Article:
Football program a hard sell for UMass students

By Stephen Sellner

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Massachusetts football coach Charley Molnar has done plenty of endorsing of the Minutemen’s new Football Bowl Subdivision status since taking over the program last December.

He’s reached out to alumni and the greater New England area to put UMass on the map as the premier college football team in the region.

But Molnar might have a problem selling his FBS Minutemen product to its closest fans: the University’s student body.

UMass will play all of its home games at Gillette Stadium, which is approximately a two-hour drive from the Amherst campus. The University has offered to bus students to every home game for  $10 and participate in a school-sponsored, in-stadium tailgate party.

With games on Saturday afternoons, the prospect for students to take the voyage to Foxboro is suspect. Throw in a $10 charge and it’s almost nonexistent.

Saturday afternoons are used as a cool-down lap from the Friday night festivities. They’re a cherished time frame that students can lounge and get their acts together and, for some, an opportunity to knock off some of their weekend homework assignments before going out again on Saturday night.

Schools that have top football programs like Alabama, Southern California and Louisiana State don’t have this problem because football games offer a chance to show school spirit and tailgate at the same time.

With an exciting team comes an exciting crowd. With strong, supportive student sections, these premier football schools have the luxury of homefield advantage that fuels its players to perform their best in front of their biggest supporters.

But UMass students don’t have that luxury quite yet. Their team will go through plenty of growing pains in its first FBS season, seen already in its 37-0 loss to Connecticut on Aug. 30.

For now, traveling two hours to root on the Minutemen isn’t exactly the best way for students to spend their Saturday afternoons.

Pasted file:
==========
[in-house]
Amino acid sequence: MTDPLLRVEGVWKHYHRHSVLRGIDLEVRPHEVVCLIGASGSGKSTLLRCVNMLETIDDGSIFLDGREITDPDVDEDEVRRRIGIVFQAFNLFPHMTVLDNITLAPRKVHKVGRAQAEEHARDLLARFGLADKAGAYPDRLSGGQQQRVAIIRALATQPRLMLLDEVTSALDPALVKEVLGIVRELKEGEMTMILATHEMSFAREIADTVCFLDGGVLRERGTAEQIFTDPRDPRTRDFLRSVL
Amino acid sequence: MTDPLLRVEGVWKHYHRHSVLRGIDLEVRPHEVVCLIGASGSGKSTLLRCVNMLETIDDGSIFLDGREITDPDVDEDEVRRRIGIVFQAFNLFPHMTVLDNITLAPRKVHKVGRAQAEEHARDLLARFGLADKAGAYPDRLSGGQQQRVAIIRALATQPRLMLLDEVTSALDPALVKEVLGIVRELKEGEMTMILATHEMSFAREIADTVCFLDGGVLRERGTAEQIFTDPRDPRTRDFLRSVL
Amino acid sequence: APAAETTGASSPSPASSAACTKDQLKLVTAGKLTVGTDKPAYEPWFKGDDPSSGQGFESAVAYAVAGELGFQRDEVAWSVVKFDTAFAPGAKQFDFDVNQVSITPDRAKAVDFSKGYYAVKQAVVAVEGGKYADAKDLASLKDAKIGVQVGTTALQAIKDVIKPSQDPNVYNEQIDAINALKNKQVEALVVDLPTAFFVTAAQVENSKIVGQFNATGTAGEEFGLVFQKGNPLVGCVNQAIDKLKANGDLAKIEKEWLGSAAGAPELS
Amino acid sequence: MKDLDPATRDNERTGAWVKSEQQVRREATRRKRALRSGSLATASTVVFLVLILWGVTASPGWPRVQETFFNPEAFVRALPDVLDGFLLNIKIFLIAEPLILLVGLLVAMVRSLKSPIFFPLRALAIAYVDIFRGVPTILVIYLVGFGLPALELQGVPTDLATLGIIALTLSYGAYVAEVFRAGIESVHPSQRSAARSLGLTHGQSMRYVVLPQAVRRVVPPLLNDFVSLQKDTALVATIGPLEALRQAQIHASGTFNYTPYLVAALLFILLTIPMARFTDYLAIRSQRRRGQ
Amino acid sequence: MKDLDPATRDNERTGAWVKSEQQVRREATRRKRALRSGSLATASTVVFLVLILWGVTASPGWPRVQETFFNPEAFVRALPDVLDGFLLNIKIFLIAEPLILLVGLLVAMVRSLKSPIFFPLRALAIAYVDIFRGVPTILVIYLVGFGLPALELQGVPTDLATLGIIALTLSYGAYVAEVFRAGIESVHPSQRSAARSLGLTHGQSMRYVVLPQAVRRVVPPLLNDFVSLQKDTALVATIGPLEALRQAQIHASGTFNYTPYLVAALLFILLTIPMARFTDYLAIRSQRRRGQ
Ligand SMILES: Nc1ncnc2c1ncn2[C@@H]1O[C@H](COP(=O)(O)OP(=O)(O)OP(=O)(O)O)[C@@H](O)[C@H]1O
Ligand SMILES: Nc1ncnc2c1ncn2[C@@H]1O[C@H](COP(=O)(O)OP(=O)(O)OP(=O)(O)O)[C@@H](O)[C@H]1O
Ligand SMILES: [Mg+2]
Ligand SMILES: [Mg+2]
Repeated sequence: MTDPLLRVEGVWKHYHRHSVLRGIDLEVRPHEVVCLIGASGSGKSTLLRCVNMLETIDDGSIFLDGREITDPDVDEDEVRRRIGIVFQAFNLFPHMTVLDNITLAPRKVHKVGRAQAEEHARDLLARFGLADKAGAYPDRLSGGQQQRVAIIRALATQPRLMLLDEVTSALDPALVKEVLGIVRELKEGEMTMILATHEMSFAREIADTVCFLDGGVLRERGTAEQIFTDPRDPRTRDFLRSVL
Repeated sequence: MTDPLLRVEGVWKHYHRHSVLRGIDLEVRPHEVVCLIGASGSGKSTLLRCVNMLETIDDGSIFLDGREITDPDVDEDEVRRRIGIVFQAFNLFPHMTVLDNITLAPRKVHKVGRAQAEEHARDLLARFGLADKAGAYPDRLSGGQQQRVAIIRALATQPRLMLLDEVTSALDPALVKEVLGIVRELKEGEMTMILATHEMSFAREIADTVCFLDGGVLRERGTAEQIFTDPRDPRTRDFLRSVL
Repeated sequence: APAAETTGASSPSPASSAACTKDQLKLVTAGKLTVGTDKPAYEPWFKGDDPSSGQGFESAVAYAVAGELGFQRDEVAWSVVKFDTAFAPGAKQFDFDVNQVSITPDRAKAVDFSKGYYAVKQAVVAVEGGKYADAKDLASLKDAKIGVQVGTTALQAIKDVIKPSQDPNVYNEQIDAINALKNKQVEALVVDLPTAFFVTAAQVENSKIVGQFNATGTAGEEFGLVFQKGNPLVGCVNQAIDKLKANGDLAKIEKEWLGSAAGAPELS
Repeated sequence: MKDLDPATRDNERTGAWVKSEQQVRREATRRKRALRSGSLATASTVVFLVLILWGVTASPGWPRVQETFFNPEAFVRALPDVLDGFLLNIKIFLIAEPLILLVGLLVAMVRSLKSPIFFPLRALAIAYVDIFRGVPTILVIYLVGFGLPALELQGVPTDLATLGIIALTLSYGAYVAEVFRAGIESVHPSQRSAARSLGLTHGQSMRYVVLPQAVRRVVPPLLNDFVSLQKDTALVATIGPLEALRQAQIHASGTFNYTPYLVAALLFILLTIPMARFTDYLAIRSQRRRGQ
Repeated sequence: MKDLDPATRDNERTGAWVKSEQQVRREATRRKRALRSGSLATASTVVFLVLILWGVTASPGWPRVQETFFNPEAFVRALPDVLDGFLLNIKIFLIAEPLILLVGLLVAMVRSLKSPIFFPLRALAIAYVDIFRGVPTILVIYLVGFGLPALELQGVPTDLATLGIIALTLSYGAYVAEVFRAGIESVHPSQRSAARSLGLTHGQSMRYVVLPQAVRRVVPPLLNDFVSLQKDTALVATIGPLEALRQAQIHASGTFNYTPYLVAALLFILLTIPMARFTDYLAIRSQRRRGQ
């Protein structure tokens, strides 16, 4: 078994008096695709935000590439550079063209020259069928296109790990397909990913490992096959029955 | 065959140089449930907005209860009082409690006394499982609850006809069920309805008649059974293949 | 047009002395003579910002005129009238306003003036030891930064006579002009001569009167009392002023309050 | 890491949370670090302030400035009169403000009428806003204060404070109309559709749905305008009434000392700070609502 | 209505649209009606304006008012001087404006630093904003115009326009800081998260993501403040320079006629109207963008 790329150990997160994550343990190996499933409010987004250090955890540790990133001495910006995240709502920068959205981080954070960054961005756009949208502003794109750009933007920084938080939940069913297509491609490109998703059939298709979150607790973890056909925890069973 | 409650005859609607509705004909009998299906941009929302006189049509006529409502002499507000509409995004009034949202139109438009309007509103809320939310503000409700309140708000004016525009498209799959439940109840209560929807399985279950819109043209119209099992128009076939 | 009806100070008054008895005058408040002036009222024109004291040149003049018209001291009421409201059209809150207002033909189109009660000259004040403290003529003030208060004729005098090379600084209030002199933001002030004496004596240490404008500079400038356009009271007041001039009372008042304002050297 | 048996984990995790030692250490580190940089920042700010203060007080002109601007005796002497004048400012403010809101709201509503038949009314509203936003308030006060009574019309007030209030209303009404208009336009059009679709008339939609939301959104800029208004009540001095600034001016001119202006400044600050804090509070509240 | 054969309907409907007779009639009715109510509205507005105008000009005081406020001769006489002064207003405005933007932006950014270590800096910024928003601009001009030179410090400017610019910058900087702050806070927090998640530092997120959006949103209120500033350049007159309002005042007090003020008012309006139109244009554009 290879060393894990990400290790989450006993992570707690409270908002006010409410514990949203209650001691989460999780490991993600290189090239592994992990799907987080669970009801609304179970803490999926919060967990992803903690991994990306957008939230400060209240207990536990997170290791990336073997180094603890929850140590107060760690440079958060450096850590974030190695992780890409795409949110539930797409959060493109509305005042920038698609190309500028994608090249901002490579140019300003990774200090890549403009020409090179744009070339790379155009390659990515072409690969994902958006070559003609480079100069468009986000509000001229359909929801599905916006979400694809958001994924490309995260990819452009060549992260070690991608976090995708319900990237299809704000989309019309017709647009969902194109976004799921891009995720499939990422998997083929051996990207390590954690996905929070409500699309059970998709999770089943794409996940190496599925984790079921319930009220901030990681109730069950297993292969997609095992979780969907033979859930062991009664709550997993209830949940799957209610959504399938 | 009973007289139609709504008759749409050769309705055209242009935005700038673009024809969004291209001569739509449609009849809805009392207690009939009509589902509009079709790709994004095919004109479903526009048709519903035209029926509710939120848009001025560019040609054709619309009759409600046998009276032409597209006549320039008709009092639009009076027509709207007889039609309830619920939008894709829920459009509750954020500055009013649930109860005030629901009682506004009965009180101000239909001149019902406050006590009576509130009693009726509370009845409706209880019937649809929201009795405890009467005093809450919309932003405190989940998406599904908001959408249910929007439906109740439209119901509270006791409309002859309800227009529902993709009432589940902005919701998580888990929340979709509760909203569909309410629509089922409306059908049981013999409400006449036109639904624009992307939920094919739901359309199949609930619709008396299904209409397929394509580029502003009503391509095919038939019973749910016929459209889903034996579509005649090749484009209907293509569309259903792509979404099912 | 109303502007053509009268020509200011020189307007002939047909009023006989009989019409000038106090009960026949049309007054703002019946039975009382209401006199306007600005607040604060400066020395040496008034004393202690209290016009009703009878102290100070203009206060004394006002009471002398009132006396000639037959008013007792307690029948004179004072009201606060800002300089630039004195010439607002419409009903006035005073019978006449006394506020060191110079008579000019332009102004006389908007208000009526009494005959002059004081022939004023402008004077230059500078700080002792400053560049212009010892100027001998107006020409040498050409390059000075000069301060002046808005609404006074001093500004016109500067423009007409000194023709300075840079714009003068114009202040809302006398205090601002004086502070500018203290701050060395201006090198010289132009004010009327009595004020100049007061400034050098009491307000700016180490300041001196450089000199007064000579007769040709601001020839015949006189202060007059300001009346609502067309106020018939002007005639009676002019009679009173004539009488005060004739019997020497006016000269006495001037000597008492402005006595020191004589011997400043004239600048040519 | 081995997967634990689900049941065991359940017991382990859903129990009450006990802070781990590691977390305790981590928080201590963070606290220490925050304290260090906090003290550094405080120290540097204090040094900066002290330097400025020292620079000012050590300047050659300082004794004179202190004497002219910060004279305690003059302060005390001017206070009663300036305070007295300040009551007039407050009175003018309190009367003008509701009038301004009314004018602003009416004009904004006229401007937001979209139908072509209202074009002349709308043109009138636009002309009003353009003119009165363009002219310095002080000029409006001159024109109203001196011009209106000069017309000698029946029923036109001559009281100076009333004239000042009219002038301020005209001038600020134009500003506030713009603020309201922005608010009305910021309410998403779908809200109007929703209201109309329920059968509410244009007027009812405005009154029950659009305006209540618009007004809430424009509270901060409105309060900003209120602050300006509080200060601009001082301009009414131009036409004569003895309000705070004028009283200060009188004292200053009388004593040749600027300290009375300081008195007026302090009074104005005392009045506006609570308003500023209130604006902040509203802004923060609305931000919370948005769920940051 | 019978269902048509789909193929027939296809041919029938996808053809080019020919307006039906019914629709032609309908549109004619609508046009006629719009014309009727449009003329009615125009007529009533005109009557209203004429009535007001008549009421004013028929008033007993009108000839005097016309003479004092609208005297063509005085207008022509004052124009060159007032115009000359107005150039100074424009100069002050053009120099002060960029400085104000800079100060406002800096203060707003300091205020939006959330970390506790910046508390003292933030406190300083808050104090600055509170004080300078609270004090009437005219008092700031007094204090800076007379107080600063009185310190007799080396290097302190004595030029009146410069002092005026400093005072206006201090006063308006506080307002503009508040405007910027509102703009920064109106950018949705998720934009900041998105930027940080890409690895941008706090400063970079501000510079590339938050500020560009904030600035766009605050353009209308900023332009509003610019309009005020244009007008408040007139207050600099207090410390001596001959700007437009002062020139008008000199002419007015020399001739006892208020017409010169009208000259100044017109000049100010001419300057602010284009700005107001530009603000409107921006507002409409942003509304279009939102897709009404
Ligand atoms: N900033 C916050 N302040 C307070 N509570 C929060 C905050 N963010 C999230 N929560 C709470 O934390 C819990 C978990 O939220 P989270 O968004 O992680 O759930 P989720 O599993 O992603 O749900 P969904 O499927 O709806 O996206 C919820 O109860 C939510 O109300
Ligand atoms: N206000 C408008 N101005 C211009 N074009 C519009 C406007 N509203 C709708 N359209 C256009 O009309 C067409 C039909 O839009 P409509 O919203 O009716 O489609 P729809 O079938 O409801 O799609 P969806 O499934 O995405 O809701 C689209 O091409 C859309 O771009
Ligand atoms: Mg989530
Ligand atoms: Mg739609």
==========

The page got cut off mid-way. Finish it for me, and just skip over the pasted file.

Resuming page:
Even when the Minutemen played on campus, students were reluctant to walk into McGuirk Alumni Stadium.

This was the scene outside of McGuirk last year: students filled the fields in large packs to tailgate before the game. Wherever you turned, you saw alcohol, barbeques and dizzy bats.

But what you didn’t see was students walking into the stadium.

Once game time rolled around, the crowd dissipated away from the stadium instead of into it.

The students turned down a short, easy walk into the stadium to root on their team. Does the University expect students to take the two-hour bus ride to see them now?

At least when games were at McGuirk, students could leave if the game was a blowout. Nowadays, students that take the bus will have to sit through the lopsided affair until it ends. The buses do not depart from Gillette until a half-hour after the UMass marching band concludes its postgame performance.

To ask students to willingly take nine or 10 hours out of their Saturday’s to watch the Minutemen is less than realistic. It’s even more unrealistic after their 37-0 fiasco at UConn.

While it’s to be expected that UMass will struggle this year since it was picked to finish last in the East Division of the Mid American Conference’s preseason poll, students will want to see more out of their squad before they venture out to Gillette.

Students will want to see a competitive team before they can make the hike to Foxboro.

As Molnar and the Minutemen become more established in the FBS and MAC, UMass should see more wins and more fans showing up. After all, a strong sports program brings students and alumni together to take pride in their team and school in the tradition of college athletics.

In the future, campus might be buzzing with students planning out how they want to get to Gillette to catch the Minutemen play.

But for now, it’s an awfully hard sell for Molnar to lure students out to Gillette this season.

Stephen Sellner can be reached at [email protected] and followed on Twitter @MDC_Sellner.